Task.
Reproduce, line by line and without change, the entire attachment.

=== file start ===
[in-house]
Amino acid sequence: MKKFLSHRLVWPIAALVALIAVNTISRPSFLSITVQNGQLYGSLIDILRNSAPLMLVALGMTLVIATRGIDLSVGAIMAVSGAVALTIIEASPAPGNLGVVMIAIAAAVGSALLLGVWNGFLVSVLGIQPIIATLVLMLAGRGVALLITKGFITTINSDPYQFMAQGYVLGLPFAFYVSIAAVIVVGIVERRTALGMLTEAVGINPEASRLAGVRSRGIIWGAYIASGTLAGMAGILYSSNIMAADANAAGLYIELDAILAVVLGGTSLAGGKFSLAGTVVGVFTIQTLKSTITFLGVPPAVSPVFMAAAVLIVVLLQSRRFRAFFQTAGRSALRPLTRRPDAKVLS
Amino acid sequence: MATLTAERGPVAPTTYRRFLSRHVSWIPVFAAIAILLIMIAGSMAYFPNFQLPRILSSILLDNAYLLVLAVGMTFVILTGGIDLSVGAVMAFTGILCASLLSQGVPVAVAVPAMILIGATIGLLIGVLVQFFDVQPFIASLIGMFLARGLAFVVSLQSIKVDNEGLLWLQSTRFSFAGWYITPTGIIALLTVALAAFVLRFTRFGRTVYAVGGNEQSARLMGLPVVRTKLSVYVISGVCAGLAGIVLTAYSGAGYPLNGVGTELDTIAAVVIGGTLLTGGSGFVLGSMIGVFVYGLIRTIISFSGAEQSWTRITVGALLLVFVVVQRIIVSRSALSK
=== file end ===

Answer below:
[in-house]
Amino acid sequence: MKKFLSHRLVWPIAALVALIAVNTISRPSFLSITVQNGQLYGSLIDILRNSAPLMLVALGMTLVIATRGIDLSVGAIMAVSGAVALTIIEASPAPGNLGVVMIAIAAAVGSALLLGVWNGFLVSVLGIQPIIATLVLMLAGRGVALLITKGFITTINSDPYQFMAQGYVLGLPFAFYVSIAAVIVVGIVERRTALGMLTEAVGINPEASRLAGVRSRGIIWGAYIASGTLAGMAGILYSSNIMAADANAAGLYIELDAILAVVLGGTSLAGGKFSLAGTVVGVFTIQTLKSTITFLGVPPAVSPVFMAAAVLIVVLLQSRRFRAFFQTAGRSALRPLTRRPDAKVLS
Amino acid sequence: MATLTAERGPVAPTTYRRFLSRHVSWIPVFAAIAILLIMIAGSMAYFPNFQLPRILSSILLDNAYLLVLAVGMTFVILTGGIDLSVGAVMAFTGILCASLLSQGVPVAVAVPAMILIGATIGLLIGVLVQFFDVQPFIASLIGMFLARGLAFVVSLQSIKVDNEGLLWLQSTRFSFAGWYITPTGIIALLTVALAAFVLRFTRFGRTVYAVGGNEQSARLMGLPVVRTKLSVYVISGVCAGLAGIVLTAYSGAGYPLNGVGTELDTIAAVVIGGTLLTGGSGFVLGSMIGVFVYGLIRTIISFSGAEQSWTRITVGALLLVFVVVQRIIVSRSALSK